According to the Sierra Club, container deposit laws or “bottle bills” that charge a refundable deposit on all single-use beverage bottles, whether they are plastic, metal or glass, are among the most effective methods of increasing recycling. Bottle bills are already in place in ten states, and six more are being considered.

Technological innovation

Advancements in sustainable and long term reusable packaging must be made.

There are a wide variety of companies that are seeking better ways to handle waste, from chemical recycling, which uses chemicals or high heat to break down plastic into its original components for re-use, to more convenient recycling methods.

Plastics that are not possible to recycle and contaminated are broken down to their molecular level. The plastics are then converted into high quality synthetic oils, chemicals, and other plastics. The company states that all the recycled plastic can be repurposed indefinitely.

While polypropylene is the second most common plastic in the world, it has only been recycled by one percent until now. When purified, it has the potential to be used in many more ways than it has been recycled into black or gray products, such as benches or car parts.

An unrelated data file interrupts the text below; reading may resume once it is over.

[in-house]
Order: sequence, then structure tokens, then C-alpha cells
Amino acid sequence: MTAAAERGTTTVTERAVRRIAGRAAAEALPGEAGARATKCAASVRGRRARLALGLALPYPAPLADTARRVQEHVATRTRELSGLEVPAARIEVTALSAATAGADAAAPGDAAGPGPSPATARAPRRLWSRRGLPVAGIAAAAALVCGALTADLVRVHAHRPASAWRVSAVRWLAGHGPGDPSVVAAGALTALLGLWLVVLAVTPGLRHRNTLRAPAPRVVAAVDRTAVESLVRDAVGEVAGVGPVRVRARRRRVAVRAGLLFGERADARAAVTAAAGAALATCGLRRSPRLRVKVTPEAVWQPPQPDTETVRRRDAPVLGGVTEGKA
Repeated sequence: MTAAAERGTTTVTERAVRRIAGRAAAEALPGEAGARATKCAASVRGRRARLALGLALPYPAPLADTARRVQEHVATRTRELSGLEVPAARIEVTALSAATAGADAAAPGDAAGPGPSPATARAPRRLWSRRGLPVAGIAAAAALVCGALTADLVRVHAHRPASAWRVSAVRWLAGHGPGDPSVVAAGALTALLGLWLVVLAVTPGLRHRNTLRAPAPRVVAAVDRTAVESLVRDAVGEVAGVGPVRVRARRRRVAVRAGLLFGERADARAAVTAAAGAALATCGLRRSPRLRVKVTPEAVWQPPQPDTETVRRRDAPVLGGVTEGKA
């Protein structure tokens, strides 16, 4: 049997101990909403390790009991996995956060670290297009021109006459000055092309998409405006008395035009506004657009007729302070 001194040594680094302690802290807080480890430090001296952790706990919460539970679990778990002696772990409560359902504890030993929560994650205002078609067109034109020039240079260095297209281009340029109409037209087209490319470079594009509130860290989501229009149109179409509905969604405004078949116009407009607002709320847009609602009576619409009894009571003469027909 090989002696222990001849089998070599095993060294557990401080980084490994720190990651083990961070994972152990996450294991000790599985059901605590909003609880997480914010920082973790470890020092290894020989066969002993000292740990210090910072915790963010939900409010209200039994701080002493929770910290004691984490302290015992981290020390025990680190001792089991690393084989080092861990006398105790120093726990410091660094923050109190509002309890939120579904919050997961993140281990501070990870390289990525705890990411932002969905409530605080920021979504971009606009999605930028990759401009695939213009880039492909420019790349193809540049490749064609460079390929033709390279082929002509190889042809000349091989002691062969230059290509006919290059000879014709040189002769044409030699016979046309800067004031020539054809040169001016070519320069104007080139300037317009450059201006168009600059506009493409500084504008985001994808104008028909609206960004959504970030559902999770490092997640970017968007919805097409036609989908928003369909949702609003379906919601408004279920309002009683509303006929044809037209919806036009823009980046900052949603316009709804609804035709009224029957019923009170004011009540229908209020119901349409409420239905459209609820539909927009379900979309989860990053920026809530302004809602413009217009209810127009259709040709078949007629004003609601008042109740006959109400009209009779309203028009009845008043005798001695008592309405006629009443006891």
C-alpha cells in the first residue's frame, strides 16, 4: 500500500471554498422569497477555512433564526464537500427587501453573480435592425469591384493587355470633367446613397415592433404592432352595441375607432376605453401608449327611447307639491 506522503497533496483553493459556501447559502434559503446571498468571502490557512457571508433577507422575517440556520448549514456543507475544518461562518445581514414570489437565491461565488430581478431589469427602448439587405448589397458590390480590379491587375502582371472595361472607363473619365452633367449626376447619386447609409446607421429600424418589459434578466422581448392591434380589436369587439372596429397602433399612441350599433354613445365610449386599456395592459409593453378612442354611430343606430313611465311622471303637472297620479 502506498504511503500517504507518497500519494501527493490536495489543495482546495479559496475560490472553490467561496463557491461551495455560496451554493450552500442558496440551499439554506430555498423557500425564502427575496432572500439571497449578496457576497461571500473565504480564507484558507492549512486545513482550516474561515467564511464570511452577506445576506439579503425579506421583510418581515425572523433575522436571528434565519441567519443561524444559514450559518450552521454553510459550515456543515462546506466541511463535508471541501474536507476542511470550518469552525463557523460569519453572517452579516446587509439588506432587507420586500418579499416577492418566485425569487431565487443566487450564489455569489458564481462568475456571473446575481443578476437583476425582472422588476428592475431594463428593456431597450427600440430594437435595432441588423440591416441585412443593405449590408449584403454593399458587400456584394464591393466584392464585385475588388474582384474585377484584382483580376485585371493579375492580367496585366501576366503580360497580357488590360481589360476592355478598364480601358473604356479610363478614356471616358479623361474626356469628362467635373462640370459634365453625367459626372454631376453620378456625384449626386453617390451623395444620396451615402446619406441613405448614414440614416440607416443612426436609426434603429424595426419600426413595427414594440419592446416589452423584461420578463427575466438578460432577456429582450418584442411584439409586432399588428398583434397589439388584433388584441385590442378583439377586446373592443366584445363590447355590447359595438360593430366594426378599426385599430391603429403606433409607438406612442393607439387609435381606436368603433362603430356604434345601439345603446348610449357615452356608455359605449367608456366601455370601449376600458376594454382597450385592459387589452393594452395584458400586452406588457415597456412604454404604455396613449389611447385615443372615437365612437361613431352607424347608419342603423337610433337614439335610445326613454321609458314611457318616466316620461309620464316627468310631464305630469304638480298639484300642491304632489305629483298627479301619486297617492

Consumer products are packaged in reusable and returnable loops by Loop. In Loop, buyers pay a deposit for containers that they receive from the store; once the containers are returned to Loop, a full refund is received. A number of grocery chains in France are using Loop, and Walgreens and Carrefour are planning to do the same in the U.S.

What you can do in your local community?

For us to solve our broader waste problem, we will need to look beyond recycling alone since it will only make economic sense to recycle a limited set of materials. The first step to reducing our consumption is to develop new business models that allow us to reuse materials. Our focus must remain on recycling even as we work to scale these types of solutions. This can include things like rental and service models.

  • Discover what materials and items your community recycles

  • Look into local reuse programs
  • Find out if your material is recyclable
  • Make sure you have a recycling bin on hand

  • Before recycling bottles, cans, and food containers, rinse them out

  • Consider buying items that contain recycled material or products that have been recycled

  • Use jars instead of plastic containers when storing products

  • Make sure you buy the largest size possible and distribute it at home

  • The bulk food aisles and farmer’s markets are good places to shop

  • Bags that can be reused can be used to store produce

  • Purchase items that can be used more than once. Avoid single use products

  • Bring waste-reducing legislation to your representatives’ attention


Feel free to contact us with any questions regarding recycling in your local community